I see what you are saying. I guess I just want some commonly accepted APIs, and start from there. Just need to learn enough to be able to implement it for my own need, for my application. Not trying to re-invent the wheel here. If that makes sense.

#### bogosort

Joined Sep 24, 2011
678
I see what you are saying. I guess I just want some commonly accepted APIs, and start from there. Just need to learn enough to be able to implement it for my own need, for my application. Not trying to re-invent the wheel here. If that makes sense.
Understood. Some languages have the pub-sub pattern built in, such as Observables in Java. For other languages, you should be able to find already designed libraries to play with; try googling, e.g., "publish subscribe library C++".

#### ApacheKid

Joined Jan 12, 2015
418
A ring buffer is an abstract concept and can be created in any language really even C. It is not really related to pub/sub, that's a different kind of concept, a higher level one (but could easily leverage ring buffers).

I designed a ring buffer last year coded in C# (not portable to MCUs) that uses a novel mechanism that allows asynchronous handlers (which could easily map to interrupt handlers) to start async read/write operations that work directly with the buffer storage.

This eliminated the common burden of copying from some IO buffer into a ring buffer, the ring buffer's internal buffer is the IO buffer.

Here's the code.

#### upand_at_them

Joined May 15, 2010
766
I am want to learn to implement something like publisher and subscriber pattern in C in embedded environment. Something like MQTT, but just some basic publisher -> broker -> subscriber functions. All these will be running within the same application/MCU.

Has anyone come across this information? Or source code?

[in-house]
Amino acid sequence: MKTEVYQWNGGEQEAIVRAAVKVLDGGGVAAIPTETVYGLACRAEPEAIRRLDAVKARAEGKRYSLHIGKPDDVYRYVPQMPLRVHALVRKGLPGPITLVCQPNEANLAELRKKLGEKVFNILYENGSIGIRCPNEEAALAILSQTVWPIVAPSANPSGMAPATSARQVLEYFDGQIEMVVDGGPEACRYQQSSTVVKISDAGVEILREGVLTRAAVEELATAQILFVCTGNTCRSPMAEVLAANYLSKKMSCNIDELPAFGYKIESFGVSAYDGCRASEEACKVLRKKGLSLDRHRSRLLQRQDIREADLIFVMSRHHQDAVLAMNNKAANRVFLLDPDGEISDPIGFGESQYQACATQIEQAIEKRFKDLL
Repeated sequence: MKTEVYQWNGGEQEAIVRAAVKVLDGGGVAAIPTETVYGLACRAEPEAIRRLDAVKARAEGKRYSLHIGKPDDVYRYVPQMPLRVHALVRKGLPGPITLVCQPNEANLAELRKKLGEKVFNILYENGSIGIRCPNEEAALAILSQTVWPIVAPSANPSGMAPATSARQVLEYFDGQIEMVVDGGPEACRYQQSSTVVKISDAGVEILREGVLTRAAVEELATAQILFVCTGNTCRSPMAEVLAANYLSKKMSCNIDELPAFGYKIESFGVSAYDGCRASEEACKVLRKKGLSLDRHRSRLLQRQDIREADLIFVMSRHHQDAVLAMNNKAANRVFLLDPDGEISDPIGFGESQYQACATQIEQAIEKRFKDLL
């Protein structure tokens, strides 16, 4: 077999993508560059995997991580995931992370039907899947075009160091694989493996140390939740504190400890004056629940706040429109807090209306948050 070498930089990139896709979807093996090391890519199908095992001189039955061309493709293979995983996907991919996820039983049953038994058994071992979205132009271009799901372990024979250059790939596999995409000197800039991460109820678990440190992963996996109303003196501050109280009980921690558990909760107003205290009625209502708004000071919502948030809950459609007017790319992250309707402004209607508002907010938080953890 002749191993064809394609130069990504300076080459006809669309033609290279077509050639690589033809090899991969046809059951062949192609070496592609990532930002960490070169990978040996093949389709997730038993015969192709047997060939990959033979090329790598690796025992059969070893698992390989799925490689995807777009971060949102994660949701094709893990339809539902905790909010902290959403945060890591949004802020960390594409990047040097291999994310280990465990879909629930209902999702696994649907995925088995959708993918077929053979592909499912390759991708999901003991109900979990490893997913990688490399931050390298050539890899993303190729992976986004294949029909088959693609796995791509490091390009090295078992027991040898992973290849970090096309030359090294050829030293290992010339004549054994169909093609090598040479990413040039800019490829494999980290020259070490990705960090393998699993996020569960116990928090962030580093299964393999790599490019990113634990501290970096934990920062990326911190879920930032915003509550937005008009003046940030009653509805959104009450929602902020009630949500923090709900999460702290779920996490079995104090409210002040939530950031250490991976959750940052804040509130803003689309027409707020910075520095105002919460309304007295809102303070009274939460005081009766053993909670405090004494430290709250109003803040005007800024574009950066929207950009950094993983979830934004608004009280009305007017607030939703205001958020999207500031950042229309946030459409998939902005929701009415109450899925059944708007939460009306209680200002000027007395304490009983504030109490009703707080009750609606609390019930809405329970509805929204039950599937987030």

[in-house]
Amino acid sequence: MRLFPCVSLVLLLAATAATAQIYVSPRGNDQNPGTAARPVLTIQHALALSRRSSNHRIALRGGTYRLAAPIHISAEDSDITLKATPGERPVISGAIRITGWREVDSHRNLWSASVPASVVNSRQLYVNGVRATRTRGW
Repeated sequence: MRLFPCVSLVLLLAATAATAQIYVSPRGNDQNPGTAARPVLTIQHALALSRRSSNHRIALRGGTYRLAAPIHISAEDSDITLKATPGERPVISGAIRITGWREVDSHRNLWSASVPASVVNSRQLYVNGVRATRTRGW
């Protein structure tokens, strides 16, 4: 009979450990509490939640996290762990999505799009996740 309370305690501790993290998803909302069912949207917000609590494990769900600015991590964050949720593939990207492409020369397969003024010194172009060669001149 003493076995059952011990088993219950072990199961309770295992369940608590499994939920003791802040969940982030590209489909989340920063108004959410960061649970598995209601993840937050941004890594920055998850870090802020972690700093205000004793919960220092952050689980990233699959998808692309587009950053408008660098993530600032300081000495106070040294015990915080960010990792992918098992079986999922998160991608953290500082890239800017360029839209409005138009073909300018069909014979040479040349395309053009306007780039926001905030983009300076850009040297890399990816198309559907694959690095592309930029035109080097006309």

There are already MQTT libraries for ESP8266, Arduino, and others.

#### bug13

Joined Feb 13, 2012
1,995
A ring buffer is an abstract concept and can be created in any language really even C. It is not really related to pub/sub, that's a different kind of concept, a higher level one (but could easily leverage ring buffers).

I designed a ring buffer last year coded in C# (not portable to MCUs) that uses a novel mechanism that allows asynchronous handlers (which could easily map to interrupt handlers) to start async read/write operations that work directly with the buffer storage.

This eliminated the common burden of copying from some IO buffer into a ring buffer, the ring buffer's internal buffer is the IO buffer.

Here's the code.
I didn't really understand your code. But I guess I need something like this:
C#:
    public class PublisherSubscriber : IPublisherSubscriber
{
// Implemented interface 1
public void Interface_1(){
// my implementation code
}

// Implemented interface 2
// Implemented interface 3
// Implemented interface 4
// etc...
}
On a curious note, I didn't you can use C# on a ESP8266 hardware?? How's the performance like?